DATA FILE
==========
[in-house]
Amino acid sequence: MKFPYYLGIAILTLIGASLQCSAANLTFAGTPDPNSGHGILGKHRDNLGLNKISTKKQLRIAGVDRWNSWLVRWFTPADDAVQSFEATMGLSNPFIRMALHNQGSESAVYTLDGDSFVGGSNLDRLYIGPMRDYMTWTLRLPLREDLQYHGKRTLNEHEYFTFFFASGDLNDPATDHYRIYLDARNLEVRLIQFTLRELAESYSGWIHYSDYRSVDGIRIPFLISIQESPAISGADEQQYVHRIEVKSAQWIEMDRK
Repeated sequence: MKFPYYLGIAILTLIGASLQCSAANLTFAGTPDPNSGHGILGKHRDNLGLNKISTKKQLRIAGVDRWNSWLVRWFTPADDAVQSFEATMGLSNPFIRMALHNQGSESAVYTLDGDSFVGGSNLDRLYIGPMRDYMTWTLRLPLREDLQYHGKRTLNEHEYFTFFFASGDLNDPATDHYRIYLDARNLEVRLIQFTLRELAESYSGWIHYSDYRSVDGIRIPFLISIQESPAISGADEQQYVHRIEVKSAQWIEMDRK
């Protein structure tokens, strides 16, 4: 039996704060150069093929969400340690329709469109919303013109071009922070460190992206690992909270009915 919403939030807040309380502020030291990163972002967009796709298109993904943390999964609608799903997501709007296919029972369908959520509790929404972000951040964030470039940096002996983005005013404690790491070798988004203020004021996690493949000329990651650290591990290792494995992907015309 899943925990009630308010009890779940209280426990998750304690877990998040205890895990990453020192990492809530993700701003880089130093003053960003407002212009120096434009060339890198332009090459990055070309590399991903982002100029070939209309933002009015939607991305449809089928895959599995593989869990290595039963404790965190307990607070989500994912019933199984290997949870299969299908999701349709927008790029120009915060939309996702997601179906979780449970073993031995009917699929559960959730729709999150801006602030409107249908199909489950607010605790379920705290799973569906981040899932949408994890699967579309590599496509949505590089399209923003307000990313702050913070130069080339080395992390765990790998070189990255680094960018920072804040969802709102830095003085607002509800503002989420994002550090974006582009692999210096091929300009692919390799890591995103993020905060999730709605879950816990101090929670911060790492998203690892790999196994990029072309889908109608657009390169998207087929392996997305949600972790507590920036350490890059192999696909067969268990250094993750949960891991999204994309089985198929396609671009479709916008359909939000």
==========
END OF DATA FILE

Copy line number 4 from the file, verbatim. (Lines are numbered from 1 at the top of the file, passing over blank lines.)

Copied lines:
């Protein structure tokens, strides 16, 4: 039996704060150069093929969400340690329709469109919303013109071009922070460190992206690992909270009915 919403939030807040309380502020030291990163972002967009796709298109993904943390999964609608799903997501709007296919029972369908959520509790929404972000951040964030470039940096002996983005005013404690790491070798988004203020004021996690493949000329990651650290591990290792494995992907015309 899943925990009630308010009890779940209280426990998750304690877990998040205890895990990453020192990492809530993700701003880089130093003053960003407002212009120096434009060339890198332009090459990055070309590399991903982002100029070939209309933002009015939607991305449809089928895959599995593989869990290595039963404790965190307990607070989500994912019933199984290997949870299969299908999701349709927008790029120009915060939309996702997601179906979780449970073993031995009917699929559960959730729709999150801006602030409107249908199909489950607010605790379920705290799973569906981040899932949408994890699967579309590599496509949505590089399209923003307000990313702050913070130069080339080395992390765990790998070189990255680094960018920072804040969802709102830095003085607002509800503002989420994002550090974006582009692999210096091929300009692919390799890591995103993020905060999730709605879950816990101090929670911060790492998203690892790999196994990029072309889908109608657009390169998207087929392996997305949600972790507590920036350490890059192999696909067969268990250094993750949960891991999204994309089985198929396609671009479709916008359909939000």